King Edwin was dead. As such, it seemed that the new faith had failed. But away to the north, living in exile in the sea-spanning kingdom of Dál Riata was an ætheling, an eminently throne worthy man, named Oswald. The son of Æthelfrith, Oswald had fled into exile with his mother and younger brother, Oswiu, when Edwin, his Uncle Edwin, had killed his father. In exile, Oswald had embraced the new faith, learning its tenets and drinking its beauty from the monks of Iona.
In 634, Oswald, the king in exile, returned from over the sea and, meeting Cadwallon in battle near Heavenfield, was victorious. Cadwallon was killed. Oswald, in the tumultuous manner of 7th-century kingship, had vaulted from exile to being the most powerful king in the land in the course of a single battle. And where Edwin’s conversion to Christianity was clearly at least in part political, Oswald’s was just as clearly heart deep and personal: he ascribed his victory at Heavenfield to the intercession of St Columba, the founder of the monastery at Iona, and the king immediately sent to Iona for monks to come over to bring his people to the new faith.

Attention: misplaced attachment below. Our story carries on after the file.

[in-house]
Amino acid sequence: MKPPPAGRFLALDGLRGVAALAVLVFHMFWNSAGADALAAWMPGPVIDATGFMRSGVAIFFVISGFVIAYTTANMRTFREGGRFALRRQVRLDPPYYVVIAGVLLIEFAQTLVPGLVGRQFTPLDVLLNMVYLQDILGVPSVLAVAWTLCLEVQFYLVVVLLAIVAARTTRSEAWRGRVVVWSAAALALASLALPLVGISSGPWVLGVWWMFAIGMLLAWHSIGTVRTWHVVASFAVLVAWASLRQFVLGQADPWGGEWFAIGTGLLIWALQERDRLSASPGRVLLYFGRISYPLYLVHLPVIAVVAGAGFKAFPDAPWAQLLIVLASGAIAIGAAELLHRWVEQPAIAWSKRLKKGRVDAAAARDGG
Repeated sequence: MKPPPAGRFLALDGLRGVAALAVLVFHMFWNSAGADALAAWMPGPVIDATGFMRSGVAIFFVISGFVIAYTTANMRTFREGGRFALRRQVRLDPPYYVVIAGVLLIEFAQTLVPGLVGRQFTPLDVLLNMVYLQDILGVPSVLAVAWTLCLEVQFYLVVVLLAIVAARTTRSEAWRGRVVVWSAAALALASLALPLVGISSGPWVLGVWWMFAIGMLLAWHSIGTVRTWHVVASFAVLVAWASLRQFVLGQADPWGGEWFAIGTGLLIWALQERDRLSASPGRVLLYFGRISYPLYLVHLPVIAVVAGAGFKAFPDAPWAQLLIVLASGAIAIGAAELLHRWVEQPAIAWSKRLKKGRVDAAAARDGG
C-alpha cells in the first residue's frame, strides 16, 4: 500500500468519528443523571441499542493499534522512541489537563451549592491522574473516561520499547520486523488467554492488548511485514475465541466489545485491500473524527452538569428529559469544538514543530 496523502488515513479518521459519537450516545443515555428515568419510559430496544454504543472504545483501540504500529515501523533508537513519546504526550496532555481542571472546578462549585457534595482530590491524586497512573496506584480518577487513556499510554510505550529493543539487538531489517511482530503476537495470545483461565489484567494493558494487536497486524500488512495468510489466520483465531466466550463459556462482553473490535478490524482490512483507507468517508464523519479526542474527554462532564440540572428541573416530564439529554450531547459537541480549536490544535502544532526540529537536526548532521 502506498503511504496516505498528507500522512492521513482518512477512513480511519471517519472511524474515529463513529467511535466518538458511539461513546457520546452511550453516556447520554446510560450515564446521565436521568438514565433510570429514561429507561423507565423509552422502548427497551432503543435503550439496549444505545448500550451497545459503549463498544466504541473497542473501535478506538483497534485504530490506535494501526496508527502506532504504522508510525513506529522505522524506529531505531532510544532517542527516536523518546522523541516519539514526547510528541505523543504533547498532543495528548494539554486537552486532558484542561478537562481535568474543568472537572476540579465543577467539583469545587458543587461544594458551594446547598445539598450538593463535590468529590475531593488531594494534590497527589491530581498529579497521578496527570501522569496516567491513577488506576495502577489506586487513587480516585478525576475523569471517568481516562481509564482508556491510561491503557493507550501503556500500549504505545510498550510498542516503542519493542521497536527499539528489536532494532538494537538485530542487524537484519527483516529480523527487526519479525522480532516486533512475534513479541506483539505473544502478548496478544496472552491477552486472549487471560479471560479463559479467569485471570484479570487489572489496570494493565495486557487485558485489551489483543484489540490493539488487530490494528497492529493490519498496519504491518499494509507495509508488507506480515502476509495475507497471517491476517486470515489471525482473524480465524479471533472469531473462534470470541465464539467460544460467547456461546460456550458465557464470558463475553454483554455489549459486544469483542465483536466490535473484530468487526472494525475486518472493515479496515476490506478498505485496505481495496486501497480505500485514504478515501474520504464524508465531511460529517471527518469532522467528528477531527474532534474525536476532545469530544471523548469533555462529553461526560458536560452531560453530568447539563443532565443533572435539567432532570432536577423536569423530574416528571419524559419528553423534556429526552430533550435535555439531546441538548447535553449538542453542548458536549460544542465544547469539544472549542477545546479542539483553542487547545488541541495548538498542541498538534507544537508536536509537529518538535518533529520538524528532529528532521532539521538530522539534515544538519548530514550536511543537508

The monk who came was named Aidan. Founding a monastery on the tidal island of Lindisfarne, within sight of the royal stronghold at Bamburgh, Aidan set about the conversion of the Northumbrians with the vocal support of the king – who undertook to translate for Aidan until he learned to speak English. Together, king and abbot created something that had not existed in Britain for centuries: a kingdom that could survive the death of its king. For Oswald died after a reign of eight years, falling in battle with Penda of Mercia, who had remained resolutely pagan when the other kings of the Anglo-Saxons had sought to ally themselves with Oswald by accepting baptism.
But even though Oswald had died, the kingdom held together, bound by the glue of the new religion that Aidan had inculcated in its people. Oswald’s younger brother, Oswiu, took over as king in a somewhat shrunken Northumbria, playing for time against the overweening might of Penda, who rampaged across the country for the next 13 years, removing kings almost at will. In 655, however, the pressure from Penda had become intolerable and Oswiu risked everything on one throw of the battle dice.
Despite having to face Penda’s much larger army, Oswiu marched to battle. The two armies met at the River Winwæd, probably in the vicinity of Leeds, on 15 November 655 in driving rain. In the appalling conditions, Penda’s army broke and fled, more dying in the waters of the flooded river than fell to the sword, and Penda himself was killed. The last great pagan king of the Anglo-Saxons was dead. The gods of battle had chosen the winner in the contest for the soul of the English, and he was the God whose name is peace. (And the story is told in my novels, Oswald: Return of the King and Oswiu: King of Kings.)